Tuesday, August 05, 2014

Hear, See and Speak - No Used eBooks?

How do industry bodies and major players respond to new entrants who offer something different? Do they go out to squash them in order to maintain the status quo? Do they attempt to reign them in and restrict their influence and impact? Do they invest in them and work with them to create new channels, new markets and new revenues? Some believe that many stick their head in the dark and wish them to go away?

This last week we have all read the Amazon Press Release over their ongoing battles with Hachette and one of the most relevant statements came right at the beginning in their reflections of the current consumer offer.  

A key objective is lower e-book prices. Many e-books are being released at $14.99 and even $19.99. That is unjustifiably high for an e-book. With an e-book, there's no printing, no over-printing, no need to forecast, no returns, no lost sales due to out-of-stock, no warehousing costs, no transportation costs, and there is no secondary market -- e-books cannot be resold as used books. E-books can be and should be less expensive.

The somewhat throwaway line that caught our attention was that, ‘there is no secondary market ebooks cannot be resold as used books.’ With the revelations earlier this year about Amazon’s used ebook patent, we know that it has had its eye on this opportunity, but that the first sale doctrine is maybe a battle too far today. But used ebooks are almost certainly to happen and the change will be either driven by consumer demand or other start-ups who are prepared to push the envelope. It took the likes of Waterstones, Dillons and others some three years from starting to discount in 1991, to the collapse of the Net Book Agreement in 1994. It took years of patient lobbying for the B&Q and other large UK retailers to open up Sunday trading. It took years to change UK licencing laws. Things change in time and they change in favour of public demand.

Last month a judge for the District Court of Amsterdam ruled that Dutch used ebook reseller, Tom Kabinet can continue to operate while it is being sued in court by the Dutch Trade Publishers Association. Tom Kabinet enables users to resell DRM free and digital watermarked ebooks.
The Tom Kabinet site takes a 10% commission on all ebooks sold and have offered to pay a 5% royalty on all sales to authors for each ebook sold on their marketplace.

However, Tom Kabinet like the used l digital music service ReDigi are also up against EU legislators and a strong lobby. Although ReDigi is still in operation today, and have been awarded a patent earlier this year for their marketplace platform they have had to adapt their service in light of losing legal battles.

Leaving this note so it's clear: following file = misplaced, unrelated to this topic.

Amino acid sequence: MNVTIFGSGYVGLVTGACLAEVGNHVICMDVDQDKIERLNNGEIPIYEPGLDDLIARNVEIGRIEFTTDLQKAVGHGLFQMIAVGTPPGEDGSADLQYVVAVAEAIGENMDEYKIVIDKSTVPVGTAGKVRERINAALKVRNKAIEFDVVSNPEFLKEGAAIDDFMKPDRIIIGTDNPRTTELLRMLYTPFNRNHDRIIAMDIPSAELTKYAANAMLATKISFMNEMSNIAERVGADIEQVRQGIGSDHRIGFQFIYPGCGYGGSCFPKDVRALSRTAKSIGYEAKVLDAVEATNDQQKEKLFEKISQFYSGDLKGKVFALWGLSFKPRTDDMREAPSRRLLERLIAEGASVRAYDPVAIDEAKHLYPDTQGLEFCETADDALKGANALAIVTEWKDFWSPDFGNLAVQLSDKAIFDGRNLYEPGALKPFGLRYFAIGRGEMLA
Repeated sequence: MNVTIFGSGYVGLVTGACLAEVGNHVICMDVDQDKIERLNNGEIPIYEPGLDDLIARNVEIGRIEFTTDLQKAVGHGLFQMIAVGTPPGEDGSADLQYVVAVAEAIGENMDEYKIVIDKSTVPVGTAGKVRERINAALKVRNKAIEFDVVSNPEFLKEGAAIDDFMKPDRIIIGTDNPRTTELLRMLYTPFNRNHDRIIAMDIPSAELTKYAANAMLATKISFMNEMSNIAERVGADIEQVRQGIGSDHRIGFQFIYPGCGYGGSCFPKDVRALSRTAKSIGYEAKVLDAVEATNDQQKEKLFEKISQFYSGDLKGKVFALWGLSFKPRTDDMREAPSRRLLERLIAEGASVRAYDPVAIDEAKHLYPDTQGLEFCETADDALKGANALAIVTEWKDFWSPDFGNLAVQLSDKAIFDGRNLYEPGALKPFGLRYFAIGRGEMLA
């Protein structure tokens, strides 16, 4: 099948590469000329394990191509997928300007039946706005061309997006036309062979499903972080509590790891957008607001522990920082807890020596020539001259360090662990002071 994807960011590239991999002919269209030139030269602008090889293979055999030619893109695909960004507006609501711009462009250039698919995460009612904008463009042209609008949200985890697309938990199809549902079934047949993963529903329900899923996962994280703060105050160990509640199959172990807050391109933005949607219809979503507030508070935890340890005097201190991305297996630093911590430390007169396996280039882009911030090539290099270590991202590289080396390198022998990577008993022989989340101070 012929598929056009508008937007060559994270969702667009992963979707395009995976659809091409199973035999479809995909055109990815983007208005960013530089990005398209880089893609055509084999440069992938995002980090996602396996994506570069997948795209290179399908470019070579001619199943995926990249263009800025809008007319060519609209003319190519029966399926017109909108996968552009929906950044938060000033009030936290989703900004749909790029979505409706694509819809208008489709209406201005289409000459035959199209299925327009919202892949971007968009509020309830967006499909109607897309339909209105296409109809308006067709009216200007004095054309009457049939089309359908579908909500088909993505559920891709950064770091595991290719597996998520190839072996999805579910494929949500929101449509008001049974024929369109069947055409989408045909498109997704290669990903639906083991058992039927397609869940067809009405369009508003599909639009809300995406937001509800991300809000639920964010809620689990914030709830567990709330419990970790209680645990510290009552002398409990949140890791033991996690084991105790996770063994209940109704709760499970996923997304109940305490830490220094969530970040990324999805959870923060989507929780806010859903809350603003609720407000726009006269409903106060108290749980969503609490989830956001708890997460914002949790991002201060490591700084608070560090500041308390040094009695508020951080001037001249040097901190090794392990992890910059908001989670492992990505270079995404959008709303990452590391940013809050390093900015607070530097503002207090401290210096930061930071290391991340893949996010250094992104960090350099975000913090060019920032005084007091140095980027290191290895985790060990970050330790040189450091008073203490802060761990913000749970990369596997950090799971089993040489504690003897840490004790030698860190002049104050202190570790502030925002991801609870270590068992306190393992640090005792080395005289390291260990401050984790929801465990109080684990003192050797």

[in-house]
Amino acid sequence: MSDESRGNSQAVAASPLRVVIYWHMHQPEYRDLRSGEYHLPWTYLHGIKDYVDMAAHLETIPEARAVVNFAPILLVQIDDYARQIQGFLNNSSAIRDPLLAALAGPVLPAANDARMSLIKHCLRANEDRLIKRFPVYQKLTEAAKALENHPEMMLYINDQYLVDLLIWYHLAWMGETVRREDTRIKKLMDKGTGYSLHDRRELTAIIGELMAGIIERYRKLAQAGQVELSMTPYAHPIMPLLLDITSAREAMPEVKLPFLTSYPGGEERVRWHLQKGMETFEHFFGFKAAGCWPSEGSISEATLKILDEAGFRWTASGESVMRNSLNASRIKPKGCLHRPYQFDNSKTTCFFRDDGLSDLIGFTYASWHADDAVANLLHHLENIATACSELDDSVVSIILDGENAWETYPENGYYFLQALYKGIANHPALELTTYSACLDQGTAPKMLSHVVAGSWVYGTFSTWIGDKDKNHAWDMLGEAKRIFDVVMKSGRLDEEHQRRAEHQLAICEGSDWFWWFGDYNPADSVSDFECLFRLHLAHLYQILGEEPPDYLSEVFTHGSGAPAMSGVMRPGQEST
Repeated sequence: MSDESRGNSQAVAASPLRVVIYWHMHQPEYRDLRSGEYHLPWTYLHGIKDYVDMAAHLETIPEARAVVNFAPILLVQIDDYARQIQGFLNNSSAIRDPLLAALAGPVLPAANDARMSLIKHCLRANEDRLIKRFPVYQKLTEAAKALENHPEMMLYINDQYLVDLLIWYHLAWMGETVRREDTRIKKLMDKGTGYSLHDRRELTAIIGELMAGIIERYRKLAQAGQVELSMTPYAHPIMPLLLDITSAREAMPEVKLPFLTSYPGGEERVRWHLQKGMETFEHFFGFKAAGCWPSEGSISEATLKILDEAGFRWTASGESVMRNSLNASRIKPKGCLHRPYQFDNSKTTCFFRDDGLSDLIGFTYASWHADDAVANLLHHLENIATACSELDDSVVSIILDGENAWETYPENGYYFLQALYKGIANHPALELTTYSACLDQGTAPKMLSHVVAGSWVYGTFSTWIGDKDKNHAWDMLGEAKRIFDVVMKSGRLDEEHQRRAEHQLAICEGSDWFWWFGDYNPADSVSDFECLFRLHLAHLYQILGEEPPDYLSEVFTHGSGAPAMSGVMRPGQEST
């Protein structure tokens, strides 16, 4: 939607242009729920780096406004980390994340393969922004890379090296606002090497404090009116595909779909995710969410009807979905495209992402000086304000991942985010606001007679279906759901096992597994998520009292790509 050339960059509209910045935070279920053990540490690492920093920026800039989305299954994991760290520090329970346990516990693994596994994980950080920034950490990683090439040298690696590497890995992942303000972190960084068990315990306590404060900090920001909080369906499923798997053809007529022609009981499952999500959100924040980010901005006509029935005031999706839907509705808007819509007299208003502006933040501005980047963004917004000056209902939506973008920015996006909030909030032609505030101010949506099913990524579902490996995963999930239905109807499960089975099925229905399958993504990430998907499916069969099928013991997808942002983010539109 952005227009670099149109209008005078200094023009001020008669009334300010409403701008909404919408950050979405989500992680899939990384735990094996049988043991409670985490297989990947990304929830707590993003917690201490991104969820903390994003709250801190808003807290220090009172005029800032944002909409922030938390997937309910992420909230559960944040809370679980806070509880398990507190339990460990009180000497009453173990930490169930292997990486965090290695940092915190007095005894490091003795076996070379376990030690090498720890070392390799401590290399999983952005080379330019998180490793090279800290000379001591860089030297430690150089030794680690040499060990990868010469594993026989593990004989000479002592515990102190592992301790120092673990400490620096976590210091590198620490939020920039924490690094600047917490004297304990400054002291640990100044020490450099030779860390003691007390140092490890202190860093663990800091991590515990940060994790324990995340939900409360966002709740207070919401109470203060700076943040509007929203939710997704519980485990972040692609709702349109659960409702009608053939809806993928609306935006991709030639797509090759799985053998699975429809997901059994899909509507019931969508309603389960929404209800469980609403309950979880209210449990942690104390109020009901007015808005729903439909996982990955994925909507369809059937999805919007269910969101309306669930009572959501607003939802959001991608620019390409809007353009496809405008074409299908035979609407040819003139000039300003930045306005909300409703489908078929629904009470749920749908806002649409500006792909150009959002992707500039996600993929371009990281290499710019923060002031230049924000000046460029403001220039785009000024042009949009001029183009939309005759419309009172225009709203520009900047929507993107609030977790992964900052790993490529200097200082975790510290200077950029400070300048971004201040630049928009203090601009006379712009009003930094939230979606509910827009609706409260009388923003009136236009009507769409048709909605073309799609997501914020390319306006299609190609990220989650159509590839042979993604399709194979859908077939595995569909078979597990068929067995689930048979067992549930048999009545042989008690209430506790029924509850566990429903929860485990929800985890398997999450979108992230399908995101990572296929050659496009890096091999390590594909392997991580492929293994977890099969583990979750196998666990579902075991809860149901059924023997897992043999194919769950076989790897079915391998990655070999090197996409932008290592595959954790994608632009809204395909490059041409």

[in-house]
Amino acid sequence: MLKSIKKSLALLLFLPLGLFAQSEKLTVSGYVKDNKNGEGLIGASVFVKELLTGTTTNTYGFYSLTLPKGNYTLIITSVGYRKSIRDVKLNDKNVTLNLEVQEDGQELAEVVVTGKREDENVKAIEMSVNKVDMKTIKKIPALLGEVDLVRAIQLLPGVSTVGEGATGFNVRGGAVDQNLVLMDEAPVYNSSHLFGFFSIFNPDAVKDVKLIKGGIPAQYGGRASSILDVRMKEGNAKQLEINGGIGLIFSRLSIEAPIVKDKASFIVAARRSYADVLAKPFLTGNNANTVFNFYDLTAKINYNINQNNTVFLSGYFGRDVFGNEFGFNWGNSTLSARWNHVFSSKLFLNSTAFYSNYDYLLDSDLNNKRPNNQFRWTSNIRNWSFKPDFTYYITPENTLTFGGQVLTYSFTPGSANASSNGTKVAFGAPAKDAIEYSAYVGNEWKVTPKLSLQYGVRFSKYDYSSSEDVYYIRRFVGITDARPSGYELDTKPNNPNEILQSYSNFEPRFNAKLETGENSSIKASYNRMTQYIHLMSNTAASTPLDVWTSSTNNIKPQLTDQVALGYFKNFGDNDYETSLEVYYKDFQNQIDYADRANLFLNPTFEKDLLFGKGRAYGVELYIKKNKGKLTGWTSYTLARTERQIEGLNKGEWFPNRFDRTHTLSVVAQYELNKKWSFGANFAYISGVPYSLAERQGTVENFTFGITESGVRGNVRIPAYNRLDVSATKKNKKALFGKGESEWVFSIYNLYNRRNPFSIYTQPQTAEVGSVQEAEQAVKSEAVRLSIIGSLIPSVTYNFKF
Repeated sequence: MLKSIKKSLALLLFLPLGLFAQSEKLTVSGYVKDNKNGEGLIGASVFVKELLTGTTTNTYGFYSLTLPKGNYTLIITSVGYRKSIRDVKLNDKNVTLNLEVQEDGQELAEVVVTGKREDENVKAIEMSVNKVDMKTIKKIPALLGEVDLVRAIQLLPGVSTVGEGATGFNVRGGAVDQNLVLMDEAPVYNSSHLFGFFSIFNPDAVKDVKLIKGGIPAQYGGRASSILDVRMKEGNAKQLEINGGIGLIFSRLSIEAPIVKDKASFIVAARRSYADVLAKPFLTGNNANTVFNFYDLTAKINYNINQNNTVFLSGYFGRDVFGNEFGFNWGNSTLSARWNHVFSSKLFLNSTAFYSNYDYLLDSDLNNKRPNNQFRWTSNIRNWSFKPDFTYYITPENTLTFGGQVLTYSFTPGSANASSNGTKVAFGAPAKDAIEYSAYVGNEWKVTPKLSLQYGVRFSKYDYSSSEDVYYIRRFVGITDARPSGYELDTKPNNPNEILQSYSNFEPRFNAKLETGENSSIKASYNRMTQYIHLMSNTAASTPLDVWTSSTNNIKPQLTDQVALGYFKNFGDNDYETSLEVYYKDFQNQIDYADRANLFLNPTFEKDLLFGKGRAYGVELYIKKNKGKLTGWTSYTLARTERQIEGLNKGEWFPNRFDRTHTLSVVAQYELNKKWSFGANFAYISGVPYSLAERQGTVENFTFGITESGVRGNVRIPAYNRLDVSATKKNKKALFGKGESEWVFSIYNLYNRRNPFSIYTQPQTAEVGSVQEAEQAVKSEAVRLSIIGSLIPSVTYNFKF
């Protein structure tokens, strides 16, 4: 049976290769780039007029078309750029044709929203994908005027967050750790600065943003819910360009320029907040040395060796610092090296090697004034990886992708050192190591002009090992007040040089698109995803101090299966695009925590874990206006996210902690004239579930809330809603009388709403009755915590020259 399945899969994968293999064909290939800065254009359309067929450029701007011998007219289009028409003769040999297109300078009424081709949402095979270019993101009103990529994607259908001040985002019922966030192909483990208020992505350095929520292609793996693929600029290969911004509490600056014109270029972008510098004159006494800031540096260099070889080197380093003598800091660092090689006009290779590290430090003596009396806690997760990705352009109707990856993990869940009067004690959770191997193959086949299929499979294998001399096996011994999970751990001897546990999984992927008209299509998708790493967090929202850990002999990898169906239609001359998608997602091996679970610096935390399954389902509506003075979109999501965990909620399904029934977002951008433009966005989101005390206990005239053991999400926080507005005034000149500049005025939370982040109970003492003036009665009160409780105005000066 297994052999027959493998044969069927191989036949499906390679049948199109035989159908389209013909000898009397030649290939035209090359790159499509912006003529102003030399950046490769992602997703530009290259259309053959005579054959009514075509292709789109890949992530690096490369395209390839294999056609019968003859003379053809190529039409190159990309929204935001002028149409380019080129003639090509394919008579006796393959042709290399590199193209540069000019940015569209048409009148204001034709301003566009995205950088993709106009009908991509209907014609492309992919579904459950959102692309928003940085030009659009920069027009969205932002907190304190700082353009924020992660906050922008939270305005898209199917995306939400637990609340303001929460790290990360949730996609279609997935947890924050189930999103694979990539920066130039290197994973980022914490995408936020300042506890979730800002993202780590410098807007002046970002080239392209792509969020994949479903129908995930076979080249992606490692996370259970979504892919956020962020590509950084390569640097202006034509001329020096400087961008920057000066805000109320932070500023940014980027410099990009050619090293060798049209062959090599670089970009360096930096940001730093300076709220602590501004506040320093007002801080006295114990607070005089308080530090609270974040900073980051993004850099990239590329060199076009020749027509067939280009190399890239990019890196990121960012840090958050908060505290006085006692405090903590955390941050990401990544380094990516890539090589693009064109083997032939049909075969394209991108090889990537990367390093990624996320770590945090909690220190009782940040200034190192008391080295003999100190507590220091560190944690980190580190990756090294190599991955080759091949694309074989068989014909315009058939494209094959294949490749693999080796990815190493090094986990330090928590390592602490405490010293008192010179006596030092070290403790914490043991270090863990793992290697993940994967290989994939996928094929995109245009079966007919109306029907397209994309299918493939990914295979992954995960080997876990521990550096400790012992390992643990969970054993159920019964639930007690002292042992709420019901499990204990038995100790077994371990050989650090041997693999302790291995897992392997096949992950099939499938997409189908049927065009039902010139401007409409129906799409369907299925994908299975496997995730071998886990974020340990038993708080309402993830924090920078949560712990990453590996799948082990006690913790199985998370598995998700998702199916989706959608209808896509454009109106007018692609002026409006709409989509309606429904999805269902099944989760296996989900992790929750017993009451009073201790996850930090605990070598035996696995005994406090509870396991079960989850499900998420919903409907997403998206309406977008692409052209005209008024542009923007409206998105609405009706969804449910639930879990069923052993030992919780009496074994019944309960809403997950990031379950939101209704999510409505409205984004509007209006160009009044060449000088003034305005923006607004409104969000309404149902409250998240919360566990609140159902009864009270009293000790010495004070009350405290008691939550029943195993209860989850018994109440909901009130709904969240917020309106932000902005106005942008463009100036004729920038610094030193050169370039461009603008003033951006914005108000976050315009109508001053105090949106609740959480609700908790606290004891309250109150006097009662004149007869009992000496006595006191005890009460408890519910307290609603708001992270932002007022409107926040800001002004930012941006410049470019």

When Napster first threatened the music production business, the industry fought back through the courts and set out to shut down the new file sharers. The propaganda PR and lobby machines were wound up and the sound bites and messages broadcast. The political lobbing started as the industry  set out to shut down the new file sharers before they could establish themselves. The problem was Napster was free and consumers made it go viral.

The music industry won its battle with Napster, but then had others to deal with who had watched the Napster battle and learned new tactics. Although the music business kept winning they also kept losing and by the time they tried to get the Napster brand under their umbrella it was too late and the stable door was wide open.

The music streamers came next. First there was Spiral Frog who failed to deliver, but they were followed by Spotify and Pandora who did. The big music producers had learned some lessons and bought into the service but also tried to tame it and minimise the risk to their model. However they failed to understand that the threat wasn’t free, nor was it sharing, but it was about the whole ownership ethos that they had profited from for decades. The streaming services asked why you needed to buy when you could access on demand, from anywhere at anytime. Spotify with its 24 million users, of which 6 million are subscribers and the other services started to redefined ownership and how we paid for and listened to music.

It’s amazing how long the music industry took to include downloads into its charts and that they have only just opened the door to include streamed music. Today 228 million downloads happen across the various services every week in the UK and that is up from 142 million in 2013 and 67 million in 2012 (Official Charts Company). The maths of how many tracks on average people download a week, is not hard to calculate and is significant. Some 41.5% of singles are streamed and 12% of the current top ten are streamed. The UK alone has delivered a staggering 18.5 billion streams and in 2013 overall market revenues from streaming pasted the $1 billion mark for the first time. Interestingly, while streaming has experienced explosive growth the overall revenues of the global music market have only increased by a mere 4.3% (IFPY and Spotify).